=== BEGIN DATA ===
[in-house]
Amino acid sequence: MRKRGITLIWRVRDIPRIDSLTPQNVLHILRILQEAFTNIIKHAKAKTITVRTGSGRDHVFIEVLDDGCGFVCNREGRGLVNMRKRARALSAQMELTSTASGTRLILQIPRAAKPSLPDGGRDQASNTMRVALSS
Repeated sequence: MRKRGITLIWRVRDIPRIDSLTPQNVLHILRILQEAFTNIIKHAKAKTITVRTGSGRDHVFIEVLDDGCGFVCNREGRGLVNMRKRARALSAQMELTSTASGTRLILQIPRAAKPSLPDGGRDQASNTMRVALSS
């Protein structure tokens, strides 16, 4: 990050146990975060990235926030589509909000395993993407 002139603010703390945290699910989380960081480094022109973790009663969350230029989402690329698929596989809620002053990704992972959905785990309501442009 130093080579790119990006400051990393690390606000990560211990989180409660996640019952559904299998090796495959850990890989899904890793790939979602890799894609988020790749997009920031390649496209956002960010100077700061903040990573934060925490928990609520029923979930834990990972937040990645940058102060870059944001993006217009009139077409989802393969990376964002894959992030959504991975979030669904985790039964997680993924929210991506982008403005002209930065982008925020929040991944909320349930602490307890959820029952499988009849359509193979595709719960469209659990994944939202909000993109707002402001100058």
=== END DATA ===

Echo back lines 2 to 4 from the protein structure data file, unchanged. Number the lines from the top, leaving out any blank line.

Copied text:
Amino acid sequence: MRKRGITLIWRVRDIPRIDSLTPQNVLHILRILQEAFTNIIKHAKAKTITVRTGSGRDHVFIEVLDDGCGFVCNREGRGLVNMRKRARALSAQMELTSTASGTRLILQIPRAAKPSLPDGGRDQASNTMRVALSS
Repeated sequence: MRKRGITLIWRVRDIPRIDSLTPQNVLHILRILQEAFTNIIKHAKAKTITVRTGSGRDHVFIEVLDDGCGFVCNREGRGLVNMRKRARALSAQMELTSTASGTRLILQIPRAAKPSLPDGGRDQASNTMRVALSS
């Protein structure tokens, strides 16, 4: 990050146990975060990235926030589509909000395993993407 002139603010703390945290699910989380960081480094022109973790009663969350230029989402690329698929596989809620002053990704992972959905785990309501442009 130093080579790119990006400051990393690390606000990560211990989180409660996640019952559904299998090796495959850990890989899904890793790939979602890799894609988020790749997009920031390649496209956002960010100077700061903040990573934060925490928990609520029923979930834990990972937040990645940058102060870059944001993006217009009139077409989802393969990376964002894959992030959504991975979030669904985790039964997680993924929210991506982008403005002209930065982008925020929040991944909320349930602490307890959820029952499988009849359509193979595709719960469209659990994944939202909000993109707002402001100058």